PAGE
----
Michigan’s Center for Automotive Research has investigated the potential for various materials to aid in reducing the mass of vehicles, producing a list of pros and cons for each of the options.
CAR researchers examined the changes for U.S. new cars between 2015 and 2020 and produced a forecast looking at 2025 to 2035. They interviewed engineers at automakers to learn what issues they are facing and heard about the difficulty of reducing weight while switching to electric powertrains.
Respondents indicated that they’re looking for affordable high-volume manufacturing techniques for lightweight materials and pointed out the need to be able to join dissimilar materials to maximize weight savings. Predictive computational and design-optimization tools are seen as crucial needs to achieve this.
Perhaps unsurprisingly, CAR researchers learned that closure panels such as doors, hood, and trunk are a top priority because they are large, mostly flat bolt-on parts. The body-in-white (BIW) main chassis is the next most important, as a part with significant mass. Those were followed by unsprung mass in the suspension, interior components, and powertrain.
With these things in mind, CAR identified the advantages and negatives of each of the four primary candidate materials for reducing weight in future vehicles.
Steel is and will continue to be the most widely used material for the foreseeable future. With this in mind, the steel industry is continuing to develop better grades of steel, produced more efficiently, and at lower cost.
- Broad UTS range: 200 Mpa to 2000 Mpa in the last 20 years
- Low Cost
- Reasonable weight savings using UHSS, Gen-3
- Global supply chain
- Steel industry is focusing on improving formability while increasing strength
- All steel makers are actively updating infrastructure to lower their carbon footprint. Example: Nucor, Big River and others moving heavily to EAF (electric arc furnaces)
- Significant increase in battery energy density and reduction in battery cost might drive automakers to reassess their priorities for lightweighting for shifting investments to other technologies like ADAS.
- Expected to be 50-55 percent of the BIW plus closures.
- Aluminum and polymer composites provide 30 percent-60 percent MR and actively investing in cost reduction.
- Mass add-back due to autonomous technology can force automakers to lightweight further by switching to other materials.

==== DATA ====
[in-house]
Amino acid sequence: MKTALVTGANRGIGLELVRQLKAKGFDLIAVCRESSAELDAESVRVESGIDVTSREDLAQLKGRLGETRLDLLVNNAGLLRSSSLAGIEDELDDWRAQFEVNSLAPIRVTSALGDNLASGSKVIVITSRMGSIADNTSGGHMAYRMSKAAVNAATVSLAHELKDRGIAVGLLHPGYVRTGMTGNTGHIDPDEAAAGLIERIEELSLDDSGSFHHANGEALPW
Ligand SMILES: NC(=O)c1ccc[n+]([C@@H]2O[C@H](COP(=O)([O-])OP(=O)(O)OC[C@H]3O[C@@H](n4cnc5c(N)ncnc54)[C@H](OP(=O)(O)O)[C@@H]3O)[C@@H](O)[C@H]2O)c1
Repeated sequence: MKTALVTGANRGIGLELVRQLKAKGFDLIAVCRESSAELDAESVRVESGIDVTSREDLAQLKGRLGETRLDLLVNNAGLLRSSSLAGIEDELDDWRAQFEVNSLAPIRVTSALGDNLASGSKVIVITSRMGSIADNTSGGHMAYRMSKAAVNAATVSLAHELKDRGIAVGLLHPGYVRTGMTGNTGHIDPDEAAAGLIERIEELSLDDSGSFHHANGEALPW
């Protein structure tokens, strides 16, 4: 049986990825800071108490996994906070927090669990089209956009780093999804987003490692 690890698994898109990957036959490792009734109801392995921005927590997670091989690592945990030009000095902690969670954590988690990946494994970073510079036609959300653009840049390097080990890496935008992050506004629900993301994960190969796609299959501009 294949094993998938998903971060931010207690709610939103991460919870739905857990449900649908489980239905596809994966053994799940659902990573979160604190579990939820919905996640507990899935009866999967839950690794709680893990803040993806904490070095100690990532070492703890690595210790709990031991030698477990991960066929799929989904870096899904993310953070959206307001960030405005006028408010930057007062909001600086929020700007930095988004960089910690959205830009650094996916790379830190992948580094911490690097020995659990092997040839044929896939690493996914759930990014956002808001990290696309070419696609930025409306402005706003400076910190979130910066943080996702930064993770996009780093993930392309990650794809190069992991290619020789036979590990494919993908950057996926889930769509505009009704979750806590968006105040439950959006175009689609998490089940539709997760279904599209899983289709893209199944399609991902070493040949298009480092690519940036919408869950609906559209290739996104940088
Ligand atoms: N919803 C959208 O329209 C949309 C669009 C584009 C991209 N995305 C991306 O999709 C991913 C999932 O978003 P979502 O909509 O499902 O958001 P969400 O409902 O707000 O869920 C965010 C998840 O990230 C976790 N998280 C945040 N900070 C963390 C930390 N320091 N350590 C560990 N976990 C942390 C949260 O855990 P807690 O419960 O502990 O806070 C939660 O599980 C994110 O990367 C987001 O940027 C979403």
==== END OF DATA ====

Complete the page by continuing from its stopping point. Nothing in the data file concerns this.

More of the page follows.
Aluminum is steel’s main challenger, thanks to a 35-40 percent mass reduction over lower grade steels. It is a known commodity with a well-established global supply chain. CAR predicts that aluminum will increase from the current 10-13 percent to 20-22 percent of the BIW and closures subsystem.
- Aluminum provides 35-40 percent mass reduction over mild steel.
- Aluminum content has increased from 200/lbs. per vehicles in 2000 to over 400 lbs./vehicles in 2020. This growth is driven by use of aluminum in hoods and other closures
- Aluminum claims to be the most recycled material in the world, 70-80 percent
- Global supply chain
- Doors and other bolt-on components will continue to be an opportunity for Aluminum.
- Industry is working on new 6xxx and 7xxx grades (gen-2 and gen-3)
- Continuous casting has potential to reduce conversion cost of aluminum sheet products.
- Few premium brands such as Audi, Jaguar prefer aluminum
- Expected to be 20-25 percent of the BIW+closures
- The manufacturing plant is totally disrupted by AL alloys and the usage of adhesives. This really explodes the cost, so high volume, totally new platform vehicles are the best applications.
- BIW shift to aluminum has not picked up after Ford F-series trucks and Tesla Model S. In-fact, other automakers have chosen a AHSS strategy for high-volume vehicles (for example, Chevy Silverado, Tesla Model 3).
- Significant increase in battery density and shift of investment to ADAS can limit lightweighting initiatives.
Polymer composites can be much lighter than steel and aluminum while providing the opportunity to simplify parts’ design and number. They could become the dominant material for premium, performance-driven vehicles, but the cost will remain a challenge for high-volume production.
- Polymer composites like CFRP, GFRP, SMC offer potential for 60-70 percent lightweighting
- Part consolidation and low tooling cost lower overall cost.
- Opportunities in liftgate, door inner, fender, roof panel, front bulkhead, floor reinforcement, A/B pillar reinforcement, truck bed, seats
- Expected to be 8-12 percent of the BIW plus closures.
- In terms of $/lbs., polymer composites will remain expensive over metals.
- Major barriers
- High raw material cost
- Different tooling than metals
- Paint shop for BIW applications
Magnesium promises weight savings similar to that of polymer composites, but it suffers from galvanic corrosion issues when used with other materials. There are also supply chain, forming, and brittleness challenges.
- Magnesium provides 60-70 percent mass reduction over mild steel.
- Limited opportunities in vehicle front end components and powertrain castings
- Expected to be 3-6 percent of the BIW plus closures
- Use of magnesium remains low (1 percent) and is limited to inner body parts. Examples: liftgate inner, IP beam, seats
- Major barriers:
- High cost and limited supply chain
- Low formability
- Corrosion issues